For EW's first-ever Heroes Issue, stars open up about their own personal heroes
With Comic-Con going virtual this year, EW is giving (cos)play to our favorite pop culture superheroes and the people who inspire them in real life.
AIDAN GALLAGHER (The Umbrella Academy)
"Greta Thunberg is a hero of mine for what she represents. A lot of people my age feel quite powerless in their ability to change the world. Greta symbolizes the power that my generation holds in being able to get the world’s attention, shape public opinion, and inspire each other to take action.”
ALEX WINTER (Bill & Ted Face the Music)
“I love characters through history that have really tried to meet challenges of life and maintain their humanity and their compassion. One of my heroes is Viktor Frankl, who wrote Man’s Search for Meaning. He survived a concentration camp and maintained this incredible non-guilt-throwing attitude even through that experience. I think there’s a lot of wisdom in that.”
BENEDICT CUMBERBATCH (The Courier)
“New Zealand prime minister Jacinda Ardern [who has garnered acclaim for her handling of the COVID-19 pandemic]. She would never characterize herself as a hero, but she’s led with clarity and strength, and great humanity and humor. A lot of male leaders could take a leaf from her book.”
CHARLIZE THERON (The Old Guard)
“Someone who’s been so inspirational and influential in my life is [Universal Pictures chairman] Donna Langley. She was the first exec that believed in me and brought me on to big movies. There was never a question about whether I was going to get paid less, and if that came up, she handled all of that. She, as a woman, wanted to support other women out there, so she created spaces for me to come and play with the big boys.”
DOMINIQUE FISHBACK (Project Power)
"Meryl Streep. I use her as a guiding light. In school, when all of my friends were trying to get agents, I laid back. I was like, ‘You know what? I’m just going to perfect my craft, because when I get in a room, I want to always be able to deliver.’ Like with Meryl Streep, even if somebody’s like, ‘Oh, I don’t like that choice of movie,’ nobody can say, ‘She can’t act.’ I wanted that to be the truth for me. She transforms in everything she does.”
ELLEN PAGE (The Umbrella Academy)
“My hero is Louise Delisle from Shelburne, Nova Scotia. As a generations-long member of the Black Nova Scotian community, Louise has fought tirelessly to bring clean drinking water to the Black community in the south end of Shelburne. She has met resistance from local government as well as her community, but has managed to persevere. Louise is brilliant, selfless, brave, giant-hearted, fiercely devoted to her community and causes that extend way beyond her own immediate needs. I am endlessly inspired by her.”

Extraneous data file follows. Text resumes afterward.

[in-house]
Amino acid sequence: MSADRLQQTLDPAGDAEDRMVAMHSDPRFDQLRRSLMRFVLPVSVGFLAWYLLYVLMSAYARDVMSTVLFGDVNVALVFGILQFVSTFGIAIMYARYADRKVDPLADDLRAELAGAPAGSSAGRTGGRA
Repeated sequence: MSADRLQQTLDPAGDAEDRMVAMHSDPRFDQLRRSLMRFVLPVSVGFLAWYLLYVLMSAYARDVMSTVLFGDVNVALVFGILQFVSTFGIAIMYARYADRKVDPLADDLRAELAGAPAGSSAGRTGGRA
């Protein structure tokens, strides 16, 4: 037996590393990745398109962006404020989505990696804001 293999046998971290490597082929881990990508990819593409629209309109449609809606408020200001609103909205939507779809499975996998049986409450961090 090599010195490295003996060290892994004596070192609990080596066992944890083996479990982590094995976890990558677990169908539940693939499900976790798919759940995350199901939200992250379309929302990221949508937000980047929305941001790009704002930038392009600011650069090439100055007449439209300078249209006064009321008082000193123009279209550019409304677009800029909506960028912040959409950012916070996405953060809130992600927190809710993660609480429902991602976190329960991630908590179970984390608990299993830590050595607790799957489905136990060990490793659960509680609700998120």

EMMY RAVER-LAMPMAN (The Umbrella Academy)
"Barack, Michelle, Malia, and Sasha Obama. And my parents."
EVAN RACHEL WOOD (Kajillionaire)
“[The Vagina Monologues playwright] Eve Ensler and [my Westworld costar] Thandie Newton. They’re both beautiful people who have managed to have such strength and grace while crusading for women’s rights. They work tirelessly and are still able to open their arms and hearts to anyone who needs them.”
ILDY MODROVICH (Lucifer co-showrunner)
“RuPaul, because Ru stands for self-expression, authenticity, and inclusion but also never forgets to find the joy and the funny in the world.”
JACK QUAID (The Boys)
“My hero is Simon Pegg. Been a big, big fan of his for years, but I never thought I would even meet him, let alone actually be able to work with him. He’s just so talented and incredible to watch on set. Plus, he’s just the nicest possible human being. The world could use more Simon Peggs. A lot more. You know what? Flood the world with Peggs! Peggs all around!”
JAMIE FOXX (Project Power)
“My grandmother and my grandfather. My grandmother would make sure I had every opportunity to cultivate the talents that I had. She would allow me to play the piano. My grandfather would take me to piano lessons every weekend, which — 28 miles to Dallas, Texas, from Terrell — was a lot of money when we were on food stamps. Those are my heroes. Without them, this never would have been possible. Estelle and Mark Talley. No capes necessary.”
JAMIE LEE CURTIS (Halloween Kills)
“I believe in everyday heroes. They’re nurses and they’re doctors. And, we’re learning, they’re grocery-store delivery people. That’s who have always, honestly, been my heroes — people who just show up for their jobs and do it.”
JANE FONDA (Author, What Can I Do? My Path From Climate Change to Action)
“My heroes are my women friends. They’re all braver and smarter and more strategic than me. I look up to them and learn from them.”
JANELLE MONÁE (Antebellum)